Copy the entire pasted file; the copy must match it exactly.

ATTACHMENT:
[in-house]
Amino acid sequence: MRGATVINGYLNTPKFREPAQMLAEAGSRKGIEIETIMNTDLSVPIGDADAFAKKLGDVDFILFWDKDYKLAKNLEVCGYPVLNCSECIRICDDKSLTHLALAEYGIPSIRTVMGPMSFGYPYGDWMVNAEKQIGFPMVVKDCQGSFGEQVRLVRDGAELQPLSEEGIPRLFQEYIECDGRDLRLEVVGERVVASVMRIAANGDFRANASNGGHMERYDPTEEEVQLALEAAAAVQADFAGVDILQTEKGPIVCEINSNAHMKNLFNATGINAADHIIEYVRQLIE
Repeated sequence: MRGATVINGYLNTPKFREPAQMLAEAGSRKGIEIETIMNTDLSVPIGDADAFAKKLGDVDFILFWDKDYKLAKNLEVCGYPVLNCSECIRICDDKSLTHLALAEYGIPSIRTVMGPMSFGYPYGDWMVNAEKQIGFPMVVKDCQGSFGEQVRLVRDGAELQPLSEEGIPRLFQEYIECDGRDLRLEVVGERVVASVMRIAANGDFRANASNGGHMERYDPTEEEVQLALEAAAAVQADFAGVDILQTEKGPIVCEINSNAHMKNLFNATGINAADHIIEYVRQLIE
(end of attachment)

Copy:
[in-house]
Amino acid sequence: MRGATVINGYLNTPKFREPAQMLAEAGSRKGIEIETIMNTDLSVPIGDADAFAKKLGDVDFILFWDKDYKLAKNLEVCGYPVLNCSECIRICDDKSLTHLALAEYGIPSIRTVMGPMSFGYPYGDWMVNAEKQIGFPMVVKDCQGSFGEQVRLVRDGAELQPLSEEGIPRLFQEYIECDGRDLRLEVVGERVVASVMRIAANGDFRANASNGGHMERYDPTEEEVQLALEAAAAVQADFAGVDILQTEKGPIVCEINSNAHMKNLFNATGINAADHIIEYVRQLIE
Repeated sequence: MRGATVINGYLNTPKFREPAQMLAEAGSRKGIEIETIMNTDLSVPIGDADAFAKKLGDVDFILFWDKDYKLAKNLEVCGYPVLNCSECIRICDDKSLTHLALAEYGIPSIRTVMGPMSFGYPYGDWMVNAEKQIGFPMVVKDCQGSFGEQVRLVRDGAELQPLSEEGIPRLFQEYIECDGRDLRLEVVGERVVASVMRIAANGDFRANASNGGHMERYDPTEEEVQLALEAAAAVQADFAGVDILQTEKGPIVCEINSNAHMKNLFNATGINAADHIIEYVRQLIE